Right after the customers sang, "There's only one Jimmy Connors," the one Jimmy Connors hit two shots so homely that purists averted their eyes in sympathy. Poor Jimbo. Play some soft music, maestro, the party's over. With one last chance at Wimbledon, the poor fellow's collar has grown tight. Aye, mate, the bloke choked.
Two and one-half hours later, the one Jimmy Connors hoisted high the gold cup they give the Wimbledon champion. He had beaten John McEnroe, 3-6, 6-3, 6-7, 7-6, 6-4. Eight years after winning his first Wimbledon, Connors, 29, won again in a match memorable more for the champion's perseverance than for the brilliance of its tennis.
Against the best server in tennis, a man who today served 19 aces, Connors yet accomplished the only service break of the last two sets to go up, 2-1, in the last set. After three mediocre sets, Connors won the fourth set in a tie breaker, which always favors the better server. On his own serve, reputedly mediocre at best, Connors was so good that the genius McEnroe not only couldn't break him the last 12 games, he never got to break point in the last 10.
On his serve to win it all, Connors sent a screamer down the middle line so powerfully that McEnroe weakly waved a forehand at it with no hope.
As the ball squiggled away under McEnroe's racket, Connors leaped high at his end and threw both arms overhead in celebration, a celebration joined in by most of the 14,000 customers at Centre Court.
For a long time afterward, Connors stayed out there, standing under a roaring waterfall of applause in the same spot where, eight years ago, there was only obligatory recognition of the brat's straight-set triumph over nice guy Ken Rosewall, then 39 and never a Wimbledon winner.
It has come full circle for Connors now, for today they sang for him. They wanted for the old champion what he had denied Rosewall, one last sentimental victory, made all the nicer if achieved over a brash upstart. From around Centre Court today came cries of "C'mon, Jimmy!" Someone once shouted, "C'mon, John," and McEnroe, 23, the defending champion, called back, "Shut up."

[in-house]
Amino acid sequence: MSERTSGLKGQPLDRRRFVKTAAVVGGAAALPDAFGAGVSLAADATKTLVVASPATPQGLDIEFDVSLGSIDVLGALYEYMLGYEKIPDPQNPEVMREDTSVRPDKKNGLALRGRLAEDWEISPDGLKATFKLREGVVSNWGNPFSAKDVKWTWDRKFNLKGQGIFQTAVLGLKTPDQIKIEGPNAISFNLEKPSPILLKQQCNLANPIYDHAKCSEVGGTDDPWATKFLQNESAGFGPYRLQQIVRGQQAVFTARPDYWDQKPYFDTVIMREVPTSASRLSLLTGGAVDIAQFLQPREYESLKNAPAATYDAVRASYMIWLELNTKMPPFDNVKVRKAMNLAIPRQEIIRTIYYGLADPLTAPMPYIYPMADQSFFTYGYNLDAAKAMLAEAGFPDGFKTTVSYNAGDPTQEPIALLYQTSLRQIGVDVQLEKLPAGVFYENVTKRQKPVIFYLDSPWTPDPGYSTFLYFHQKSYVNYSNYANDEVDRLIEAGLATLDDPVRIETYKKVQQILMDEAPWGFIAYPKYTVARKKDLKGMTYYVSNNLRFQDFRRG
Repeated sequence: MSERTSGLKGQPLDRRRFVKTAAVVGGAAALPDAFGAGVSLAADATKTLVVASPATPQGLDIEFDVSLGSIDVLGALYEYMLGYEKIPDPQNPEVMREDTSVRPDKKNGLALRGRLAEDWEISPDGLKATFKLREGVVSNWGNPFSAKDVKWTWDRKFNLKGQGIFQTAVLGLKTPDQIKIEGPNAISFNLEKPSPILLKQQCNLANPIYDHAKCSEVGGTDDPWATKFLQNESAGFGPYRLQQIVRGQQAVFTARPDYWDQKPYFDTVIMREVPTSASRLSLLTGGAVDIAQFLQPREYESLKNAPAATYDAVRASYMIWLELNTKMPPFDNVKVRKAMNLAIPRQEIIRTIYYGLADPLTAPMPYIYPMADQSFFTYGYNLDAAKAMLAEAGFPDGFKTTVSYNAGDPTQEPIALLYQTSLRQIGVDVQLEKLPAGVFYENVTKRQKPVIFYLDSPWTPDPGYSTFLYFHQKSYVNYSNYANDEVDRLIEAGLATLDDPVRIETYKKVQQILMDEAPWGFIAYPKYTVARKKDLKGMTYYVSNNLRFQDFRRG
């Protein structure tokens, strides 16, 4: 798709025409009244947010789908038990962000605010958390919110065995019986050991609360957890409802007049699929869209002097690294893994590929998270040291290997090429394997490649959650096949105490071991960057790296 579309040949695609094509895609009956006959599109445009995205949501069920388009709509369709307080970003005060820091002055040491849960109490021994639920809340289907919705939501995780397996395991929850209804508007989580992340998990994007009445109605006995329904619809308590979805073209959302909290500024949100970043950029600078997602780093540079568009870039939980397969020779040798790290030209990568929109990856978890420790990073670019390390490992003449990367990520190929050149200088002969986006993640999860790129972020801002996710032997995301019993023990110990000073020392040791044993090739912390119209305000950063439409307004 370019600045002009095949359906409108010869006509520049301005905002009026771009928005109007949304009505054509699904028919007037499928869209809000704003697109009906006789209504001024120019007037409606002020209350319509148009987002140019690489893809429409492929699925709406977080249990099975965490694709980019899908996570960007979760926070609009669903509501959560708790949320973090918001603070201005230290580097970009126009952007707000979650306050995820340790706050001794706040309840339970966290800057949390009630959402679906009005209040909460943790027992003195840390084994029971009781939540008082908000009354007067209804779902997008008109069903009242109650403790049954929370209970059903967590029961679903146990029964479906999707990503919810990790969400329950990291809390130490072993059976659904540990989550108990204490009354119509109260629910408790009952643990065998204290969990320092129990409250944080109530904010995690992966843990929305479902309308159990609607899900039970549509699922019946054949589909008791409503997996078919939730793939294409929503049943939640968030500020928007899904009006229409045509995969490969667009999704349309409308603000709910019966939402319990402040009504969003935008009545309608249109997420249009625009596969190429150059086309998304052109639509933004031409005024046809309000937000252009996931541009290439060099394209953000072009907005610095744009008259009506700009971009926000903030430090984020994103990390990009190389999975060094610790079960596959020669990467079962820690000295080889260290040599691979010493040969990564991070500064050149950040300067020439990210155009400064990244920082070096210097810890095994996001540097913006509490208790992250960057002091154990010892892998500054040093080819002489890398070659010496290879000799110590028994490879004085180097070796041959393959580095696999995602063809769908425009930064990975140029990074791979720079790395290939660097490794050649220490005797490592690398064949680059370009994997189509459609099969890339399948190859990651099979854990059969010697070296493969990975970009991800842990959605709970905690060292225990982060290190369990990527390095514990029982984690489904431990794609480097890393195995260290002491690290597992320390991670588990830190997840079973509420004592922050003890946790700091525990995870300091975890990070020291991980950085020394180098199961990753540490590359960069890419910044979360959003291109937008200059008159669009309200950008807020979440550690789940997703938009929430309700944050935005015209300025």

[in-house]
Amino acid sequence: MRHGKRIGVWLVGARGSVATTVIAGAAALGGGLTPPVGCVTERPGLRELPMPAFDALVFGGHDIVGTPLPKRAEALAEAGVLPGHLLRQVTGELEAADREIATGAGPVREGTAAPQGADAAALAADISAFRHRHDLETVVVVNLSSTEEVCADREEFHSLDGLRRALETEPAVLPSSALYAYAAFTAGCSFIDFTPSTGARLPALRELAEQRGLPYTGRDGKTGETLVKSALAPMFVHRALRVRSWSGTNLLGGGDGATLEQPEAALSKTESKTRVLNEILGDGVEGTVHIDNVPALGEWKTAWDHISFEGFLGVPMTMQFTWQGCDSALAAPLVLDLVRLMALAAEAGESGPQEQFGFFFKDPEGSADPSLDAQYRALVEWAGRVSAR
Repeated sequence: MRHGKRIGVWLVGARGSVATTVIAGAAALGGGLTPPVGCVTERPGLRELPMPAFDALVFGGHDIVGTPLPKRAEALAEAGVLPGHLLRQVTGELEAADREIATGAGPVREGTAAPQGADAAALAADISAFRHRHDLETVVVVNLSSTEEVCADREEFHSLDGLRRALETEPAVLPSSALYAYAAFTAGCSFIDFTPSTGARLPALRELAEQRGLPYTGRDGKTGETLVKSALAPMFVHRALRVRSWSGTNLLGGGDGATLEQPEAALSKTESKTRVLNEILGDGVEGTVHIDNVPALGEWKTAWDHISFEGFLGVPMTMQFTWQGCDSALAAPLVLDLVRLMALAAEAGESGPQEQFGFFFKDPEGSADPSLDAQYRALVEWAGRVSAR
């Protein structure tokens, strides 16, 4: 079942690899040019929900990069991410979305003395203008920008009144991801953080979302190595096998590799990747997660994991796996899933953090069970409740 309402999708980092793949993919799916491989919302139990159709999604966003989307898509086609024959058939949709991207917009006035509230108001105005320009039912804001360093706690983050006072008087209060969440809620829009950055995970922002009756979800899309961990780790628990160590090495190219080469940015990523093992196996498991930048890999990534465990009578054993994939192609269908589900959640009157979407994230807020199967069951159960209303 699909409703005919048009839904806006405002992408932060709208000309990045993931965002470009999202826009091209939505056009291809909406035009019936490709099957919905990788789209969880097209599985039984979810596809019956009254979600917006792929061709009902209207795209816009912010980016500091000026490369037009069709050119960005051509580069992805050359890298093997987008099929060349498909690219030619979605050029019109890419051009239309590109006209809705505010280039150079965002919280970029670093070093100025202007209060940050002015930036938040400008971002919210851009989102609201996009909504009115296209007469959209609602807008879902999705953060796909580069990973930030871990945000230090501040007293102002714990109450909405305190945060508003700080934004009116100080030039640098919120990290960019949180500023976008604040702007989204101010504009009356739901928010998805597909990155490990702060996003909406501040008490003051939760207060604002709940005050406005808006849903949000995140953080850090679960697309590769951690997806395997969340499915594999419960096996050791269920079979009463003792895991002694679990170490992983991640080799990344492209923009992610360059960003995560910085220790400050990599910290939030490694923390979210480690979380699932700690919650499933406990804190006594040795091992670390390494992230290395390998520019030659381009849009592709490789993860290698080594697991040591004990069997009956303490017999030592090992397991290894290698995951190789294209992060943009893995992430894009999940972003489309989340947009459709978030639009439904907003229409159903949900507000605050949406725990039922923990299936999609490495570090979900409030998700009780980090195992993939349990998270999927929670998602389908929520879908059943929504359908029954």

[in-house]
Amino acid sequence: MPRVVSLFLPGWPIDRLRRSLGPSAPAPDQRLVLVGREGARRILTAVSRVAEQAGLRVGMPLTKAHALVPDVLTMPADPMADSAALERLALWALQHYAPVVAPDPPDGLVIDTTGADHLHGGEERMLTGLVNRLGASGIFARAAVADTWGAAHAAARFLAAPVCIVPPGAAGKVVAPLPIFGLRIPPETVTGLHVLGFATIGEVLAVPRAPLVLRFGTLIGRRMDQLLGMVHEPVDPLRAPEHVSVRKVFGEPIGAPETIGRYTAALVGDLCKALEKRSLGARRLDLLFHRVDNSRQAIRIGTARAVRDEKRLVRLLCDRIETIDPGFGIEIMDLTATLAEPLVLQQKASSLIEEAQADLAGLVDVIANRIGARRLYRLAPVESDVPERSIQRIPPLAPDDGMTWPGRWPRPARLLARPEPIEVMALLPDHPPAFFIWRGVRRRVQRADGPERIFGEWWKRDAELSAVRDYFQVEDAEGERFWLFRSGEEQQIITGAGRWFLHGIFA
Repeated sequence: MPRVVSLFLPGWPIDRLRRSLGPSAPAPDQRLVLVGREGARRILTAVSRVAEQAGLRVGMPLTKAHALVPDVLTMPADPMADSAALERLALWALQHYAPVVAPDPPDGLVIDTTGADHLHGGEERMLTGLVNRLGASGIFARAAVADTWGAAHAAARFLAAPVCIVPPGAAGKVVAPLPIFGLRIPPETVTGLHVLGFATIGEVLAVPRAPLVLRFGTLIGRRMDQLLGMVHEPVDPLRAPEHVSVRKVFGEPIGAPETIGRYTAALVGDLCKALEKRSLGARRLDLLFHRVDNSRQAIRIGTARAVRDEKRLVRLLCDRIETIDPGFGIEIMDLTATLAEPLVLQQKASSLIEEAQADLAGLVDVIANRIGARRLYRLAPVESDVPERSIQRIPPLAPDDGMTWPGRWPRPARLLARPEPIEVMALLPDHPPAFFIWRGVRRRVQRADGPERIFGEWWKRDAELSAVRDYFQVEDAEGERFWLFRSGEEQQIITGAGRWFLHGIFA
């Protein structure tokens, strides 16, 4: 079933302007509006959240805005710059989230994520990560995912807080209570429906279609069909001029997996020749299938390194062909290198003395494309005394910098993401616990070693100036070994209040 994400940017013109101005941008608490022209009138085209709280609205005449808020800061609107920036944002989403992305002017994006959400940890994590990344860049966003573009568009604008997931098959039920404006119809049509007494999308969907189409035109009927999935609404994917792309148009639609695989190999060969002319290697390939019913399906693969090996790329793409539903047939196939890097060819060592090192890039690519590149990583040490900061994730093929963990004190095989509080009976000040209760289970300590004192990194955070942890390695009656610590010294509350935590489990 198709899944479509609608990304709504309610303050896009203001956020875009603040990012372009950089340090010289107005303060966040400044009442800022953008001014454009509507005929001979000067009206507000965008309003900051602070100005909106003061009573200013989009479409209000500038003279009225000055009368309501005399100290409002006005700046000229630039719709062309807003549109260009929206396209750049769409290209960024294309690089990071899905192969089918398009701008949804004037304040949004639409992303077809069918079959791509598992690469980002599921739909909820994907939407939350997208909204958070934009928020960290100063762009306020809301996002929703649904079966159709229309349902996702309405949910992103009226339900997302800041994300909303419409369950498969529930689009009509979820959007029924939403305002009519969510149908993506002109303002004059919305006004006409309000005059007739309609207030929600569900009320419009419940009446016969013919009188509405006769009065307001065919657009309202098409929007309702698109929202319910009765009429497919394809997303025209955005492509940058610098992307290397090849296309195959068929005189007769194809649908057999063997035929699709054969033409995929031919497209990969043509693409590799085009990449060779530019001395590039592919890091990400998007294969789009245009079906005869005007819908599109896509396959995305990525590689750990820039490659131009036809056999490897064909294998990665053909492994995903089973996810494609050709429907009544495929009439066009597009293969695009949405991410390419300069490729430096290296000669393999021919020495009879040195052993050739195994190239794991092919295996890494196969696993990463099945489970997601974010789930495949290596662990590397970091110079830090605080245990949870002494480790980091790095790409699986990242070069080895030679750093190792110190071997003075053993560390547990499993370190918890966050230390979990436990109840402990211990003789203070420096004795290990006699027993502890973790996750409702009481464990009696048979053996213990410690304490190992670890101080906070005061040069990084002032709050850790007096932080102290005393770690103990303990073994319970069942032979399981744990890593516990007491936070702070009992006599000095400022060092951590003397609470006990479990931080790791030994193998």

It mattered not a jot to the serenaders that this sentiment stuff, delivered as if Connors has a cane and knee blanket, has gone a bit far.
"I don't have any frustrations," said Connors, who hadn't won a Grand Slam championship since 1978. "I'm used to winning big championships but because I didn't win the U.S. Open or Wimbledon doesn't mean I've failed. I've had success all along. I'm not a one-timer. I haven't slipped any."
By the time Connors came to Rosewall, the old fellow's skills were fading. Not yet 30, Connors isn't the Jimbo of '74, but neither is he in decline. As proof, McEnroe played well today and yet lost because when it mattered most Connors made the shots he most needed.
"It was kill or be killed," said Connors, who sees his work in terms of war. Today with a Wimbledon title at stake, he called in the artillery of an explosive serve added to his arsenal only this year. So it was disturbing, even suggestive of a fellow paralyzed by the moment, when Connors hit the two homely serves that crashed into the net about halfway up. Double fault.
It was double fault on game-point, with Connors leading, 5-4, in the third set, the first two sets even.